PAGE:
Such a special scent: Rose Special Anniversary
Roses divide opinion. Many people dislike them because of the work they entail, something I address in my column in The Sunday Times* tomorrow. But even among those that like them, there are deeply entrenched opinions about what a rose should be like. Some only like the really old ones that bloom just once but often (though certainly not always) have a strong scent. It was to drag these roses, and their fanciers, screaming into the present day that David Austin created his English roses, to prove that you didn’t have to put up with blackspot and a short season to get charming flowers and scent.
These people probably reach for the smelling salts (or get their servants to fetch them) when they think about Hybrid Teas with their large flowers and (often) angular upright growth. But HTs (more properly Large-flowered now) are varied and though I don’t like them all, I have planted some in my new garden.
Now being a bit of a ‘smelling salt’ plant snob some of these are old single HTs with just five petals – they couldn’t possibly be described as vulgar and I will try to convince you with photos when they open. But I have others that are more ‘traditional’ including Twice in a Blue Moon which has the much-desired high centre and recurved outer, guard petals to create show-winning shape.
And what of scent? Hence this rose. It is Special Anniversary ‘Whastiluc’, a rose we featured on the Springmount Garden Centre stand at Bloom last year. We popped it on the corner where everyone could smell it and we sold out in a day. Anyone who thinks that modern roses have no smell should plant this. It has large, glossy, dark green leaves and large flowers that have a powerful and wonderful smell. It has been planted in the garden at work since spring and is so far showing good resistance to disease. It was bred in the UK by an amateur, Edward Smith, who died in 2008 and was introduced Whartons Nurseries in 2003 as Special Anniversary, a name that should ensure it sells well.
If you want a large rose with an enticing scent I would recommend this to you.
And how many do I have in my own garden?
Well none and nor will I have. Apart from not liking the colour I dislike the flower shape. The buds are fine but when they open they look like butterhead lettuces with floppy petals. I know I am being a little unfair but with so many lovely and interesting roses we can all choose the ones we like best.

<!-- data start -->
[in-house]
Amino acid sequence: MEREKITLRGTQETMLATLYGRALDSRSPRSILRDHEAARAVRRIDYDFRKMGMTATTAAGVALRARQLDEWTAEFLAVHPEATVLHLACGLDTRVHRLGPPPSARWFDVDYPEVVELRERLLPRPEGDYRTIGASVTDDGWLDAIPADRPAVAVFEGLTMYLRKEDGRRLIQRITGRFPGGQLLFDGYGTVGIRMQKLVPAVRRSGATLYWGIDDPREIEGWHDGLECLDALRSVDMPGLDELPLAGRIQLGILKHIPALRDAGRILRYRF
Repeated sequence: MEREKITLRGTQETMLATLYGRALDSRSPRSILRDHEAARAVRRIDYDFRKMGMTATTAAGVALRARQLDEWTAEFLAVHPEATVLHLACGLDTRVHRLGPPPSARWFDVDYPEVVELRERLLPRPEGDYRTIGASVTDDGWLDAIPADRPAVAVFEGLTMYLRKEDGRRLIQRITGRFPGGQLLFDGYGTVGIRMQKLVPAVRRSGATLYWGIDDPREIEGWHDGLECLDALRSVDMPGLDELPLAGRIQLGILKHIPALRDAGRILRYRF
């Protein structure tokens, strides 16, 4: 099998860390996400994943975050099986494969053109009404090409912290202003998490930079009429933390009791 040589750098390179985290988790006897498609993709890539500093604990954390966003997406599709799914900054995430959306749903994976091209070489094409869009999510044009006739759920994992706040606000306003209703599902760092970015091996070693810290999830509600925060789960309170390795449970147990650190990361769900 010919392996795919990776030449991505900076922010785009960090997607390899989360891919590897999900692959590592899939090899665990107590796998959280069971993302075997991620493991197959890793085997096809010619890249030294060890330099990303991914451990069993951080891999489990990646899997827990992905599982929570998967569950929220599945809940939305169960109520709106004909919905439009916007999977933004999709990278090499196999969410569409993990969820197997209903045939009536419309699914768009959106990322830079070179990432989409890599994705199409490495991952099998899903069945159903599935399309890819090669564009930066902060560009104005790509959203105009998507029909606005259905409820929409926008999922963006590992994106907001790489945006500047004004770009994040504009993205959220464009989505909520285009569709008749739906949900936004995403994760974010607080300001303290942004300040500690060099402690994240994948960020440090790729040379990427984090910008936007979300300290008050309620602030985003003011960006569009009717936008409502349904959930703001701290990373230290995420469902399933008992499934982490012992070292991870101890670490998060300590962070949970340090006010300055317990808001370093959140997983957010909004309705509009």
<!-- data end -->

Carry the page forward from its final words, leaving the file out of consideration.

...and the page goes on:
* Irish Sunday Times
I’m most definitely in the English rose camp but I can forgive any rose, if it’s got perfume!
I understand you entirely – English roses were an inspired idea and they are all lovely
We have both Special Anniversary and Twice in a Blue Moon – the latter given to us by our daughter to celebrate our remarrying after 40 years apart
She obviously has good taste 🙂
I love this rose, rather like the shape, each to their own I guess, thanks for the lovely post.
Thank you and yes, it is good we don’t all like the same things. But I am definitely in the minority on this one because most people love this rose. I admire it for its scent and its sheer size and flamboyance.
I love roses only if it is scented. No point otherwise
I do enjoy some unscented roses for what they are but I admit that part of the pleasure of a rose is that perfume. I love discovering the differences in their scent and comparing them.
Well, you certainly are BACK. Posting EVERY day again. It’s hard to keep up with you! Couldn’t you make it 2 or 3 times a week?
I bought H.T. R. ‘Fragrant Cloud’ some years ago. What a perfume and I loved the shade of red. However it hated my crowded beds and after one year when it didn’t do well I gave it away.!
Talking to visitors, I note I most people don’t seem to grasp the difference between very vigorous ramblers, more moderate ramblers and climbers l let alone all the variations in bush roses. How-a-bout an article on this since it’s the season?
LOL – I will try to slow down! That is a good idea about the rambler/climber issue – I will try to cover that!
Goodness! I am SO unimpressed by the English roses, and I really do not give a hoot about who David Austin is. I don’t mind others growing the roses that they prefer, but no one is going to convince me that I prefer the same roses to the hybrid tea roses. Blackspot and mildew are not much of a problem for those of us who actually know how to maintain our roses (and are fortunate enough to be in a favorable climate). The flower in your picture is impressive, but for my own garden, the breeding would be a deterrent for me.